The woman cried all the louder, "Jesus, please heal my daughter. I know you can do it. You have healed others." He stopped and looked at her, "But I was sent to the lost sheep of Israel." She fell down at His feet, tears streaming down her face. "Lord, please help me." "Lord." She had not called Him "Lord" before. She had come thinking of Him as a great man---a miracle worker. But now she called Him "Lord." He had awakened faith in her. She no longer came in desperation, she came with confidence. "It is not fair to take the children's bread and throw it to the dogs," He said. Yes, we Jews thought of the Canaanites as "dogs" . . . but He said it with a twinkle in His eye. And the tone of His voice was like one friend calling another "you dirty rascal." She knew that He was only teasing her and she replied with the same teasing manner that he had addressed her, "Yes, Lord, but even puppies eat the crumbs that fall from the master's table." No, she wasn't an Israelite, but she was still a child of God. I thought of Jesus healing me when I was an outcast and I was embarrassed, ashamed that I had thought so poorly of this woman. Her love for her child was a reflection of the love of God for ALL of God's children.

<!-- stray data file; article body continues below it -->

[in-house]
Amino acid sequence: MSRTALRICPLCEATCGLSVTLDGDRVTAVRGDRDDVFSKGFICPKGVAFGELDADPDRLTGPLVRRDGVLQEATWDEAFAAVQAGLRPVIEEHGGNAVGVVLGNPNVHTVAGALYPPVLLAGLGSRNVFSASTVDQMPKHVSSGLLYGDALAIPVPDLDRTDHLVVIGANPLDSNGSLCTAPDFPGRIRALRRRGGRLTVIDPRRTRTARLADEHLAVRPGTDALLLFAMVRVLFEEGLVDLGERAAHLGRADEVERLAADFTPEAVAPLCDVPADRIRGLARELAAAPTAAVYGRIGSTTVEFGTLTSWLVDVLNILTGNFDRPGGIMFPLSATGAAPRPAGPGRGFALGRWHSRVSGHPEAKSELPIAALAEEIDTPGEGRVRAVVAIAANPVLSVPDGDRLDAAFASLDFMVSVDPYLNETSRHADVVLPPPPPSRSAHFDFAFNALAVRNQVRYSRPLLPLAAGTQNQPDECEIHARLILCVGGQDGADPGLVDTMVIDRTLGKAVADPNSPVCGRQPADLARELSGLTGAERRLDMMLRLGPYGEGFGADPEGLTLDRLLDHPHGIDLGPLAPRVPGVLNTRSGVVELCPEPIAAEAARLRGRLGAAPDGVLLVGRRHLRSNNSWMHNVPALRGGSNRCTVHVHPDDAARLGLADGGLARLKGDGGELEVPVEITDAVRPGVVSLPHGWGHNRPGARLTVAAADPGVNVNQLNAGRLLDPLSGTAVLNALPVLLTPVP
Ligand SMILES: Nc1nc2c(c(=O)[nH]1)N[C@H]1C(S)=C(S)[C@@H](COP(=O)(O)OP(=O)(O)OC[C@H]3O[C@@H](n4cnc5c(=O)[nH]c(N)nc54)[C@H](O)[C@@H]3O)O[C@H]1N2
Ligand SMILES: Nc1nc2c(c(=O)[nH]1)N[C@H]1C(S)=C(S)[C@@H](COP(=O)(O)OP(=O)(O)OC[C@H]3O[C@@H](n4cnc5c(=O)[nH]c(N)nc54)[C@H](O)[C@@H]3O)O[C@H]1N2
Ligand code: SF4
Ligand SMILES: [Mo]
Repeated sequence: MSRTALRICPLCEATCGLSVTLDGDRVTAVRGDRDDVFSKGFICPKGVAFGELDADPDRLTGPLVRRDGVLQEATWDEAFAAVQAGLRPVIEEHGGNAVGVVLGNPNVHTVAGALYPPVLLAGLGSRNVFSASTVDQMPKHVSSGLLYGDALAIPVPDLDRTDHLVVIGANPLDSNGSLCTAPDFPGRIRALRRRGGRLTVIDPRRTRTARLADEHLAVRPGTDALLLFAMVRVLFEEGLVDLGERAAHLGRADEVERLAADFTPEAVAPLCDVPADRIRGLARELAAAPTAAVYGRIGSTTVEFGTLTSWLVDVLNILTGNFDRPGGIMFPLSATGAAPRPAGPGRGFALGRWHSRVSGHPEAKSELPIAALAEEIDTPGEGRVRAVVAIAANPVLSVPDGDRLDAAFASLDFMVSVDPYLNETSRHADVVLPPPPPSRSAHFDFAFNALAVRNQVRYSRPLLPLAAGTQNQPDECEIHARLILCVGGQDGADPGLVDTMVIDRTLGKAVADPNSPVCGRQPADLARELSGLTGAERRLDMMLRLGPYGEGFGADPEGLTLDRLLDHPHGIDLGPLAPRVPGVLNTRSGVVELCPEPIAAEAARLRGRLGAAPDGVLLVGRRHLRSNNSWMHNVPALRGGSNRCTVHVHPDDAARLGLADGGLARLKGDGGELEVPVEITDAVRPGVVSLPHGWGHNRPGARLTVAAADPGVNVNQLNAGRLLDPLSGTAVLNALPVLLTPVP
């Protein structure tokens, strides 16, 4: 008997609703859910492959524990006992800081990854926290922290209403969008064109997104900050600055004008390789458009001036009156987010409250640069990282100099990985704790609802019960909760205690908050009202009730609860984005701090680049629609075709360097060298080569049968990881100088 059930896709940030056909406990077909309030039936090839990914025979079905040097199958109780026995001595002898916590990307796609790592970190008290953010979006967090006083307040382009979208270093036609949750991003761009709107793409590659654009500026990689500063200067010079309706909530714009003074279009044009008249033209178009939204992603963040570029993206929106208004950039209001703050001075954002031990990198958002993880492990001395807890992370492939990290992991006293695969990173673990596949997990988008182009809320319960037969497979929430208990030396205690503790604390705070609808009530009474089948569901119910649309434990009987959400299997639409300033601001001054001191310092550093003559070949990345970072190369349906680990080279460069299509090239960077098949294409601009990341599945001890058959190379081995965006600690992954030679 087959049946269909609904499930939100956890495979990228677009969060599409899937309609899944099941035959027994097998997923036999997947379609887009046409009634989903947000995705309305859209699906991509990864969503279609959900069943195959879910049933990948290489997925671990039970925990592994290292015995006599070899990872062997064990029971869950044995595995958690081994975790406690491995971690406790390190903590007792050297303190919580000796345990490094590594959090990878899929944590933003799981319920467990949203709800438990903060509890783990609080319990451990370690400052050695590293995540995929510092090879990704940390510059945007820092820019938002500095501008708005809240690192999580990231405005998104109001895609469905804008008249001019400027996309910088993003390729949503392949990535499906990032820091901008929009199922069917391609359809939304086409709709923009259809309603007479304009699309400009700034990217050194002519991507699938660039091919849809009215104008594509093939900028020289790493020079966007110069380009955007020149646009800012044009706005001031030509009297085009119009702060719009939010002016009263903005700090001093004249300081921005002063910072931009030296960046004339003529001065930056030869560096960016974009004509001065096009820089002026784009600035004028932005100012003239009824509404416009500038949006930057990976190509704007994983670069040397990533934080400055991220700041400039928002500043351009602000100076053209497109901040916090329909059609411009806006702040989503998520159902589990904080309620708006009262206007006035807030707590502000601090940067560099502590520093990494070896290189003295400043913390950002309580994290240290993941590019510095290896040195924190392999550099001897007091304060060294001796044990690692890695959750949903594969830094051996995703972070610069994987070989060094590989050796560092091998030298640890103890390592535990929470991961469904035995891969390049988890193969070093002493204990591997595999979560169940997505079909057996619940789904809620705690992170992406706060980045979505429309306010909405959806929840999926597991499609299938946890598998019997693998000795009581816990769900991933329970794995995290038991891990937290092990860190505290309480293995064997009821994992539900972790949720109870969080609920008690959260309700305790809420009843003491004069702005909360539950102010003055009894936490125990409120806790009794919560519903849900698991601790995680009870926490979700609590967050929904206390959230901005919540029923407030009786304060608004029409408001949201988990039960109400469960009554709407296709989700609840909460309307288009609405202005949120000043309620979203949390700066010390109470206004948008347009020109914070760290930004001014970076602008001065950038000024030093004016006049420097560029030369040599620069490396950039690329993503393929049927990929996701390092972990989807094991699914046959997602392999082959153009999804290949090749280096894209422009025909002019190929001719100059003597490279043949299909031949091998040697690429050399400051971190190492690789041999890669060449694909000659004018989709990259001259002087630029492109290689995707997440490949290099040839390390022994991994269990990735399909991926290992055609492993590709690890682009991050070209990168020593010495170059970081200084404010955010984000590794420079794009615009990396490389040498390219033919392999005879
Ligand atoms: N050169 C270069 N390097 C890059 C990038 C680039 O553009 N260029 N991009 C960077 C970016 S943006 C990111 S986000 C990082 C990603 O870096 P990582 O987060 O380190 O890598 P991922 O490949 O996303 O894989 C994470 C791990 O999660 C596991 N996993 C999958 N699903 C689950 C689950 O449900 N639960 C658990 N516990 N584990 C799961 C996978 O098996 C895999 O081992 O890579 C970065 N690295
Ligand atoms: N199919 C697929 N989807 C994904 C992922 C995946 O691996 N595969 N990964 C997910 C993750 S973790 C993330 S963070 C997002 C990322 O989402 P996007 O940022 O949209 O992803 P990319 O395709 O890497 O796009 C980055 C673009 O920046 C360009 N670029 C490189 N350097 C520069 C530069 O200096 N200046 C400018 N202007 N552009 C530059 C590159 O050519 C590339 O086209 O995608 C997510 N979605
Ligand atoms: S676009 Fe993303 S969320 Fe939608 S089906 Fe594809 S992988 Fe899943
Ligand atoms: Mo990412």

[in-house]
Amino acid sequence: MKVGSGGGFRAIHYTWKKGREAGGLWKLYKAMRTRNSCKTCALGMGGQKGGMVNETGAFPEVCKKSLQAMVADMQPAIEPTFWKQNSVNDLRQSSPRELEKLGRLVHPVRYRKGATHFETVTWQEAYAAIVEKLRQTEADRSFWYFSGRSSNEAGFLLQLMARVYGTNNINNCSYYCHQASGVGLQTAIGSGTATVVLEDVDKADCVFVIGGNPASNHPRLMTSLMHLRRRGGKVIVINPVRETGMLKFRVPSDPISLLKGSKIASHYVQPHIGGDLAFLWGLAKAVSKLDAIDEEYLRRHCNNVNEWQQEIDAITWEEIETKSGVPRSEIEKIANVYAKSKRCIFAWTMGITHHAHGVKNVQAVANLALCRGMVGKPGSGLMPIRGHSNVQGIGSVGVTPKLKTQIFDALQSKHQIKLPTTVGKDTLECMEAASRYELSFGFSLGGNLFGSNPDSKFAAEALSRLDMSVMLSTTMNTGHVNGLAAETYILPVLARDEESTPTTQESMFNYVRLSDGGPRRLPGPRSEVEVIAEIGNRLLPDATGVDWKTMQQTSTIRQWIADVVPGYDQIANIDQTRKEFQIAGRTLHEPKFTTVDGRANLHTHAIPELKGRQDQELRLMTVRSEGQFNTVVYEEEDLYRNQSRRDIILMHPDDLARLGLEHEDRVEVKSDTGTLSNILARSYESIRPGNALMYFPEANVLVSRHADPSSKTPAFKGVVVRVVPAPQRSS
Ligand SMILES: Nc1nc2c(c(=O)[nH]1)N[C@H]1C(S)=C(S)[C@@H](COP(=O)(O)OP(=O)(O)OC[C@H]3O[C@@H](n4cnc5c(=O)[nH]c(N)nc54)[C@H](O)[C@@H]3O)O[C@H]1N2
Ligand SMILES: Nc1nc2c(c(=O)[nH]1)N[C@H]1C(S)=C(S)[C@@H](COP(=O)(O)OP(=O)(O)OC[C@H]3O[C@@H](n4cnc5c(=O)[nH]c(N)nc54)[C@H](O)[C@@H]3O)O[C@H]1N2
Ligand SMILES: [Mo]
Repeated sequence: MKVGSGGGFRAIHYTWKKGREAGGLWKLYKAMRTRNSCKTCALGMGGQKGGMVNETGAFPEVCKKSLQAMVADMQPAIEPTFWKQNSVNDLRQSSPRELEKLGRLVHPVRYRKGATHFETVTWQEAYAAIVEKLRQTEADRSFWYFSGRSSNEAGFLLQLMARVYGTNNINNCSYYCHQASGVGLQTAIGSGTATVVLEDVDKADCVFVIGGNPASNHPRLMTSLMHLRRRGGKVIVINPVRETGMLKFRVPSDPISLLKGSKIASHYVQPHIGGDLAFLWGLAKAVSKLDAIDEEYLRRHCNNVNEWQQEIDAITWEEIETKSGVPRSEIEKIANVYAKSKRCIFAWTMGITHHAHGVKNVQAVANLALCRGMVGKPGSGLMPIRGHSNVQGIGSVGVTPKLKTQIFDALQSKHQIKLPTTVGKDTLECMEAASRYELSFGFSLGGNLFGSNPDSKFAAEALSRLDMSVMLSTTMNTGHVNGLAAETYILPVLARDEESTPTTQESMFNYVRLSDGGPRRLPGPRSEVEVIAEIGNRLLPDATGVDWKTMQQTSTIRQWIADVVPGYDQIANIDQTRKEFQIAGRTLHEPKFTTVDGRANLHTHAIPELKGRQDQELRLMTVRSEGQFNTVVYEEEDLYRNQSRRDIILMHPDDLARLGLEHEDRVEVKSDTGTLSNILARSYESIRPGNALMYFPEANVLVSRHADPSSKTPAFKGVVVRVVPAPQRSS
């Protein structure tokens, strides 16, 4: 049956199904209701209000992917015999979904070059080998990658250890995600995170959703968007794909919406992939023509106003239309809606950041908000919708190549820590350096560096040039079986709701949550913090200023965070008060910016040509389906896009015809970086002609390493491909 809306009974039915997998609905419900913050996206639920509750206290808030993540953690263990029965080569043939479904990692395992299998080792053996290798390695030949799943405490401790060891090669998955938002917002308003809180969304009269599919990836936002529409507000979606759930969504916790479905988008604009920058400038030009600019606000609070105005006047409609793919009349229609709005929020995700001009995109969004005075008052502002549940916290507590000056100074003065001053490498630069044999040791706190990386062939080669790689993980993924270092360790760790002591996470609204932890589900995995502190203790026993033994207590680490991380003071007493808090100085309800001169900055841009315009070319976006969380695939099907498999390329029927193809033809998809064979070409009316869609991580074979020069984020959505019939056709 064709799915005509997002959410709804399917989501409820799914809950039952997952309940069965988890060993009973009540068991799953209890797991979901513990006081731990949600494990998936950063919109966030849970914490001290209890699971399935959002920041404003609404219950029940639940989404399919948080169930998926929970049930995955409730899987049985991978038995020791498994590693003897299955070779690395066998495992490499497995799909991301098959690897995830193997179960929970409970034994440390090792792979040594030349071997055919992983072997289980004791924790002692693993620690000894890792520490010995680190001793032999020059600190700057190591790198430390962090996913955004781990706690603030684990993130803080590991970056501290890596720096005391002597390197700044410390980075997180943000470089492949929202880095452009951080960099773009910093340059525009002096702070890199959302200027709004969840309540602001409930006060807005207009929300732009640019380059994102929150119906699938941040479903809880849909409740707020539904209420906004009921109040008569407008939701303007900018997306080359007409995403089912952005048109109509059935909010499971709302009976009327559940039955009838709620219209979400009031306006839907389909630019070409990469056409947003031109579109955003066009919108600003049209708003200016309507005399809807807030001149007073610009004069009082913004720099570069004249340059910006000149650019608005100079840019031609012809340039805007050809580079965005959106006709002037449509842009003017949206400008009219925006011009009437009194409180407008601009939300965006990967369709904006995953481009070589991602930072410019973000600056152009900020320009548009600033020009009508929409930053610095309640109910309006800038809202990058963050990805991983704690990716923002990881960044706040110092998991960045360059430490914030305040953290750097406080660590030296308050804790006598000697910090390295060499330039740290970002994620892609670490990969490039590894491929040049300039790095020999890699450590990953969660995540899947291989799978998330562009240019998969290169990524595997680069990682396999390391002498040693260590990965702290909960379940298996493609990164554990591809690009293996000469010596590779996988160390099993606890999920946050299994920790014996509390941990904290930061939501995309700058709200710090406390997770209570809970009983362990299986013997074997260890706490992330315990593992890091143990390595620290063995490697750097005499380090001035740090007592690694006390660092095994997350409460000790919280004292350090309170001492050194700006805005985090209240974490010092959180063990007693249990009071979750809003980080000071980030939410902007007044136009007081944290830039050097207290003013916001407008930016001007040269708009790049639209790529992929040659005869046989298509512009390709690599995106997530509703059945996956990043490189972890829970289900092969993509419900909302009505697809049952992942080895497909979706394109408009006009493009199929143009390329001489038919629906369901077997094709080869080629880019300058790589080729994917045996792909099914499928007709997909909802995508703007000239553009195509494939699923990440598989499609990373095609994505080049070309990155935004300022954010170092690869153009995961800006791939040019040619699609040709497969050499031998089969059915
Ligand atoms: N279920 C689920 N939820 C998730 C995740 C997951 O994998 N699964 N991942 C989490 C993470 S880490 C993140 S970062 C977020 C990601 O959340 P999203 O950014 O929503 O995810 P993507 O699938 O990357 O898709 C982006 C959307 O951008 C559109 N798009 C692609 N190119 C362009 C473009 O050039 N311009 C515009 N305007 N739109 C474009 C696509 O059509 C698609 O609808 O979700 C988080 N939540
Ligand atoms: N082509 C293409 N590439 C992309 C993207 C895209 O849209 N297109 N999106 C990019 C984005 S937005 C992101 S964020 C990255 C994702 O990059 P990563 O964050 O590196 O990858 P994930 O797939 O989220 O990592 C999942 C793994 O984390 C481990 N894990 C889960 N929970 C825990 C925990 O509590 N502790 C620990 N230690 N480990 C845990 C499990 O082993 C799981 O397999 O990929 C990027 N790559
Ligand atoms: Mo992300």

It's not always easy to maintain our trust in God when our lives are falling apart, or when the world seems to be falling in on us, or when it seems that God remains silent to our desperate pleas for help. But this woman had learned the power of a faith that endures.

When Jesus paid attention to the Canaanite woman at the risk of jeopardizing his own reputation, He broke down all the boundaries that separate us from one another. After His resurrection He sent his followers out beyond their own boundaries with these words, "Go, therefore, and make disciples of ALL nations . . . ." As you leave here today, Jesus sends you out beyond the boundaries of race, economic status, age, gender or ideological orientation. He sends you out to high school drop-outs, illegal immigrants, even to criminals. Christ sends you out to all whom our society shuts out.

Christ has no body now but yours. No hands, no feet on earth but yours. Go out now and do the works that Jesus would do.